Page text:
The top chart shows the inflation-adjusted price of Arab Light crude oil (adjusted using the Personal Consumption Expenditures Deflator). Oil has plunged since July, as have most commodity prices, and this in turn has sparked much discussion about deflation. A true deflation, however, is when all prices decline, not just some, and we aren't seeing that at all; witness the continued positive increase in the ex-energy (core) measures of inflation. Moreover, although the decline in oil has been fairly spectacular, oil is still, in real terms, much higher than at any time from 1986-2005. That's another way of saying that energy prices have, even net of their recent declines, risen by more than the average price level have since 1985.
The second chart compares the price of oil to the price of gold. Since gold tends to hold its real value well over time and tends to foreshadow future changes in the price level, this may give us a better feel for what is really going on with the price of oil. Compared to gold, oil is trading very close to its long-term average price; it's neither expensive nor cheap, and that's roughly the same message of the top chart.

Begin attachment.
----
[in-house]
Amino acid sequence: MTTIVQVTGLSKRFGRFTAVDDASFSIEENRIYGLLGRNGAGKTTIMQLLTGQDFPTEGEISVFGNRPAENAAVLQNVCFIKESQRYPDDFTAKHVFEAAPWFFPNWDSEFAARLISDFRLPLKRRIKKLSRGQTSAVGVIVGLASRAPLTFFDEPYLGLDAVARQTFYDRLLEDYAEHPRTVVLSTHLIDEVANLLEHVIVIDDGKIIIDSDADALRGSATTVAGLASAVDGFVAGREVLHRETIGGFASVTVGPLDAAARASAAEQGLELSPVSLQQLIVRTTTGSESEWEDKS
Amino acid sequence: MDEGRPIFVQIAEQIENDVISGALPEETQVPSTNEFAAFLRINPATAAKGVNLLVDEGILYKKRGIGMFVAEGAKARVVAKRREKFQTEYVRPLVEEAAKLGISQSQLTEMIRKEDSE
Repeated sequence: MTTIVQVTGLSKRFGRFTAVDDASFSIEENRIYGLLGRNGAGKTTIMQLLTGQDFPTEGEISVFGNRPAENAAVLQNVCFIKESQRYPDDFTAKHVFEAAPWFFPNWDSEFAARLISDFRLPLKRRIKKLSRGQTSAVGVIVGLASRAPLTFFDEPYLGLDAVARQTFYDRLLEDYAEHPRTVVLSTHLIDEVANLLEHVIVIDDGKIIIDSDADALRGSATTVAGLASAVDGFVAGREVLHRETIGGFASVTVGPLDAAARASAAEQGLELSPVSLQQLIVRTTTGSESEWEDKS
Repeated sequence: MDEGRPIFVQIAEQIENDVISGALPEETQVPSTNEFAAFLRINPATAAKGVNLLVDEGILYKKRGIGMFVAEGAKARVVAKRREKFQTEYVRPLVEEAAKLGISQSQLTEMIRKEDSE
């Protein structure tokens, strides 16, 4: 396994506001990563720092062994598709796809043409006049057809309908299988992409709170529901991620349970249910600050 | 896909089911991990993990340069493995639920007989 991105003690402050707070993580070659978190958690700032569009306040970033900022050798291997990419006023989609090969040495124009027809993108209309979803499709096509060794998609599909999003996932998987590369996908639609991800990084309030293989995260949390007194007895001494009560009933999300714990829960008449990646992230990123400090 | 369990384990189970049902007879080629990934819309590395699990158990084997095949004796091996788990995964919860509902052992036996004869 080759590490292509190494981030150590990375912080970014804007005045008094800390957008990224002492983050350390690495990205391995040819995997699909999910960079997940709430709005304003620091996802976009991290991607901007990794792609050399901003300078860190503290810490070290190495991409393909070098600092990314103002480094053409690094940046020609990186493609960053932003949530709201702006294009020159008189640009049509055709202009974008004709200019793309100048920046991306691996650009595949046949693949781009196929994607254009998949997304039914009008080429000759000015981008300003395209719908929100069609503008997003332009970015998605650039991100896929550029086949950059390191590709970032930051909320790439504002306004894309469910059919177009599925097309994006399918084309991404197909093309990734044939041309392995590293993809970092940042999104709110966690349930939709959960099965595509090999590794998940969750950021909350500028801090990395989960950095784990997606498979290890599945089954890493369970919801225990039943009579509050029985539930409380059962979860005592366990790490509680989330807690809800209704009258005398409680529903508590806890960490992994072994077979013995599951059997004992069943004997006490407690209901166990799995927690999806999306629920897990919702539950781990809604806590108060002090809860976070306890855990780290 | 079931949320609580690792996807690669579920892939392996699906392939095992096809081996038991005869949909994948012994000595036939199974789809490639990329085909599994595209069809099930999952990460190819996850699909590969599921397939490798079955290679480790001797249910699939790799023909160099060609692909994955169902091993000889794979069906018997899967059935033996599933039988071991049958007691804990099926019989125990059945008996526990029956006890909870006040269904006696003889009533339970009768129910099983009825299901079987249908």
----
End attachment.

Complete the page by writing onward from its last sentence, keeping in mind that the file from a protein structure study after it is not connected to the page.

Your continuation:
So the take-away I get from this is that the oil price bubble has popped, and oil is now trading at a much more reasonable level from an historical perspective and relative to other prices. As John Tamny writes, it can be very confusing when prices rise and fall dramatically as they have done in recent years. This contributes to the uncertainty and lack of confidence which is affecting the entire economy. It's good that oil is back to more reasonable levels, but it's bad that the price of oil has been so volatile. In the end, the message is that this is a story that has more to do with volatility and uncertainty than it does with deflation.